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I recently chatted with an in-house lawyer with a long history in working with internal sustainability/ESG departments. She told me about her experiences at PLI’s 55th Annual Institute on Securities Regulation in early November. One comment to her from an in-house ESG manager was that “legal is always the ‘Department of No’ at our company.” The same thing was discussed quite a bit at last week’s Legal ESG conference I attended in NYC. I’ve heard this before but it has been awhile. ESG/sustainability professionals who think this way should recalibrate that thinking. 

You need your lawyers – and other corporate functions – more than you know. They reduce your company (and personal) legal liability.  They keep your zeal and aspirations in the bounds of operational reality. They help you keep customers, suppliers and investors. Here are just a few examples of departments that typically interact with ESG activities/staff and how they help – rather than hinder:

  • Legal: Knowledge of regulatory requirements (including international legal mandates) and contractual mandates with customers and others – such as bond/loan covenants; avoiding illegal marketing and advertising claims. Like it or not, your legal advisors (in-house and external) are there to manage/prevent third party and litigation risks that ESG staff may inadvertently create. They are naturally risk-averse – if they push back against something, there is a reason for that. Getting to “yes” involves give and take on the part of ESG staff, but just remember that your legal advisors are protecting you and your company – ESG teams need to embrace their counsel.
  • Internal Audit: Knowledge of internal reporting and data controls; fraud detection and prevention; understanding of external assurance engagement processes and providers. This department can help ESG staff ensure data is investor- or disclosure-quality and audit-ready.
  • EHS: Technical responsibility for environmental aspects; knowledge of permit limitations and permitting requirements; safety program implementation and statistics. This department helps ESG staff understand potential impacts of environmental compliance boundaries with regard to process changes, new materials usage and emissions compliance.
  • Supply Chain/Procurement: Coordination with suppliers; responsibility for supplier codes of conduct; identification and vetting of alternative suppliers. This department is generally responsible for interactions with your company’s supply chain actors. They understand how to communicate to suppliers, execute supplier standards including the termination of supplier relationships and screening replacements.
  • R&D: Product design requirements and limitations; viability of new materials/manufacturing processes; supplier vetting (quality). This department helps ESG understand the impact and feasibility of future technical product changes or new products.
  • Risk Management: Understanding of risk controls; development and management of risk tolerance benchmarks; knowledge of insurability/coverage. Working with Risk Management will prevent ESG staff from making irrational claims about risk reduction values stemming from ESG initiatives. If you haven’t read this study from the World Business Council of Sustainable Development (WBCSD) about differences in how ESG staff and Risk Management departments value risk, you need to (I consider this a must-read.)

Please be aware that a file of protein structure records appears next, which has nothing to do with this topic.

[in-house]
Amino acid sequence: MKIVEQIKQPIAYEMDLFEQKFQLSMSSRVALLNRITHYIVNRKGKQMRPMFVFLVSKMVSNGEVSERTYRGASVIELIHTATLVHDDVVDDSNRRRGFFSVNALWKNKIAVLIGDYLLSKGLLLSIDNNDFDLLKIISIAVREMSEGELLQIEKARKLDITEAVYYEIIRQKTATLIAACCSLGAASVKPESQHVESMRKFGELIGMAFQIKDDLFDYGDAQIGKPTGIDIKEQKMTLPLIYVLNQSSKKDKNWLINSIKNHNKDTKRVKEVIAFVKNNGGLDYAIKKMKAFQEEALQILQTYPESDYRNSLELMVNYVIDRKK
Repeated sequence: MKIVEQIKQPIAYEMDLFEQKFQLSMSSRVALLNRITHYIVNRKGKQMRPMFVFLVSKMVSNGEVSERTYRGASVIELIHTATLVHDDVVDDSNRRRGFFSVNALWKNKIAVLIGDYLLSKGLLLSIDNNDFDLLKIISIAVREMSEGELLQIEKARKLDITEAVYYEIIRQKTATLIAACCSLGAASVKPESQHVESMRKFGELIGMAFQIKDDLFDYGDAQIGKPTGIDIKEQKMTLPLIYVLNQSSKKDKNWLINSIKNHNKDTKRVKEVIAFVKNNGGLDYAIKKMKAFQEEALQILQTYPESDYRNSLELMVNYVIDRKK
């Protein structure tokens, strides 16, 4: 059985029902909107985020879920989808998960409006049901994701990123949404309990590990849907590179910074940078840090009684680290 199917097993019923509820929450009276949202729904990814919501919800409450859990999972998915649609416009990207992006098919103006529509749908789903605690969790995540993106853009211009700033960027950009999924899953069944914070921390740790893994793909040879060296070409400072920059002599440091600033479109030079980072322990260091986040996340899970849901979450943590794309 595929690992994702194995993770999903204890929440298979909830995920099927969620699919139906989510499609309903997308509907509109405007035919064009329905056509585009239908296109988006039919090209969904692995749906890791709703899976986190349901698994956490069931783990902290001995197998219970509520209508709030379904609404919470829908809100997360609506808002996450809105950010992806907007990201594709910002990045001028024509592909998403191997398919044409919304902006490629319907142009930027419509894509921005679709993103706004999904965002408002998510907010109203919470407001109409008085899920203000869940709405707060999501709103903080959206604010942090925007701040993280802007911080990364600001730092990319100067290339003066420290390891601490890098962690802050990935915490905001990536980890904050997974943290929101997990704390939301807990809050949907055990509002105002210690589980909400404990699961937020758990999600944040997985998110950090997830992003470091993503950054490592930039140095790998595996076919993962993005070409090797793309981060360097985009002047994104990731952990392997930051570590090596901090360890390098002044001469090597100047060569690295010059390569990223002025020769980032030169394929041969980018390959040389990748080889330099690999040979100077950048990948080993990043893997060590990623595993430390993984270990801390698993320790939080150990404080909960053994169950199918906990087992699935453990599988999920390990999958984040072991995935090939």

• Investor Relations: Knowing investor trends and demands. This department is on the front line in hearing from investors on ESG matters and communicating back to them. ESG staff shouldn’t make claims about investor trends without input from their investor relations staff.
  • Operations: Knowledge of operational limitations; materials changes; energy needs; logistics, transportation and packaging needs. These folks function as a reality check to ESG for assessing whether potential aspirations and commitments can actually be implemented in the company’s operating environment and market.
  • Boards and Executive Management: Set and are ultimately responsible for strategy, public commitments and shareholder activism response. ESG statements or commitments from staff should not conflict with the company’s strategy, and sometimes it is best to obtain board and/or C-suite approval in advance of publicly committing the company to an ESG target, goal or commitment.

Instead of feeling that other functions/departments are against you or ESG progress, consider that they are positioning you/the company to make credible commitments, disclose tangible and supportable progress with respect to those commitments, and build or maintain credibility going forward. You might want to send a thank you note to the departments/functions you work with in your ESG function.  They help you from being fired – even if you don’t realize it.

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The Editor

Lawrence Heim has been practicing in the field of ESG management for almost 40 years. He began his career as a legal assistant in the Environmental Practice of Vinson & Elkins working for a partner who is nationally recognized and an adjunct professor of environmental law at the University of Texas Law School. He moved into technical environmental consulting with ENSR Consulting & Engineering at the height of environmental regulatory development, working across a range of disciplines. He was one… View Profile